November hasn’t been the best of months for the steel producer.
The post Why has the Bluescope (ASX:BSL) share price had such a tough time in November? appeared first on The Motley Fool Australia. –
Shares in steel producer Bluescope Steel Limited (ASX: BSL) haven’t produced much excitement in November. The company has been trading sideways in sawtooth fashion for over a month now, failing to breach the $22 a share mark on several occasions.
At the time of writing, The Bluescope share price is trading at $20.45 after spiking less than 1% from the open today.
It’s been a difficult period during the back end of 2021 for the company, amid softer steel prices and weakening demand for steel out of China. As such Bluescope is now down 1% for the month and has slipped over 2% into the red this past week.
What’s up with the Bluescope share price lately?
Bluescope shares have struggled of late while investors respond poorly to volatility in steel spot and futures markets. The price of steel has fallen off the cliff-face since early October, sliding 29% in that time to trade at 4,217 Chinese Yuan per tonne.
This drop comes even as steel prices reached 10-year highs during the last 2 months. Production curbs imposed by China to tackle emissions and pollution put a dent in the demand and supply dynamic for the metal in 2021, alongside steelmakers’ profits this year.
Now as Steel futures trade at their lowest levels since February 2020, China is again set to resume production – but domestic demand for the metal is still weak, according to Trading Economics.
Coming off such a buoyant steel market where the metal now trades almost 30% lower in 2 months, bodes in poorly for the Bluescope share price given that it produces the commodity.
As such, it is considered a price taker that share prices fluctuate with volatility in the wider commodity markets, especially steel and iron ore.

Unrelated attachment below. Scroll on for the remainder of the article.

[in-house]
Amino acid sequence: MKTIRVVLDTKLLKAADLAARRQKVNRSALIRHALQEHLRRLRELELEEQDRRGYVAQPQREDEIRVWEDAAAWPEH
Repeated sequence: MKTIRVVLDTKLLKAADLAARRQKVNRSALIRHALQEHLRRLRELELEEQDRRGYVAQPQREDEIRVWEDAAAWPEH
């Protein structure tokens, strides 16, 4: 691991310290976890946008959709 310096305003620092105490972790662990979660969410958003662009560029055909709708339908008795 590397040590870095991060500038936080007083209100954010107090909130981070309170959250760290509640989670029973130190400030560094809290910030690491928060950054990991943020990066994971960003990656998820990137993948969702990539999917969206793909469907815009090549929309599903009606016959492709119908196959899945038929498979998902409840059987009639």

Without the frothy steel prices to drive cash flow down into Bluescope’s bottom line, the company’s earnings are under threat and investors are responding accordingly by staying on the sidelines for now, Morgan Stanley suggests. The broker is neutral on Bluescope and values the company at $23.50 per share.
Investors are also tightening their grip on ASX-listed names touted as heavy polluters and are calling for more climate representatives on the boards of Australian resource companies.
For instance, a report from the Investor Group of Climate Change (IGCC) recently called out 15 ASX 200 companies – including Bluescope – and submitted that each lacks the skills and experience to tackle climate risk.
This, the IGCC says, poses a material risk to the company and investors alike, and it calls on companies like Bluescope to be the beacon of change by recognising and tackling the issues.
It’s not all doom and gloom for Bluescope investors, however. Almost 60% of the analysts covering the company have it as a buy, and the average price target is $25.18, implying an upside potential of 24%.
Bluescope share price snapshot
In the past 12 months, the Bluescope share price has climbed 19% after rallying a further 16% this year to date.
These results are well ahead of the benchmark S&P/ASX 200 Index (ASX: XJO)’s gain of around 10% in the last year.
The post Why has the Bluescope (ASX:BSL) share price had such a tough time in November? appeared first on The Motley Fool Australia.
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The Motley Fool Australia’s parent company Motley Fool Holdings Inc. has no position in any of the stocks mentioned. The Motley Fool Australia has no position in any of the stocks mentioned. The Motley Fool has a disclosure policy. This article contains general investment advice only (under AFSL 400691). Authorised by Bruce Jackson.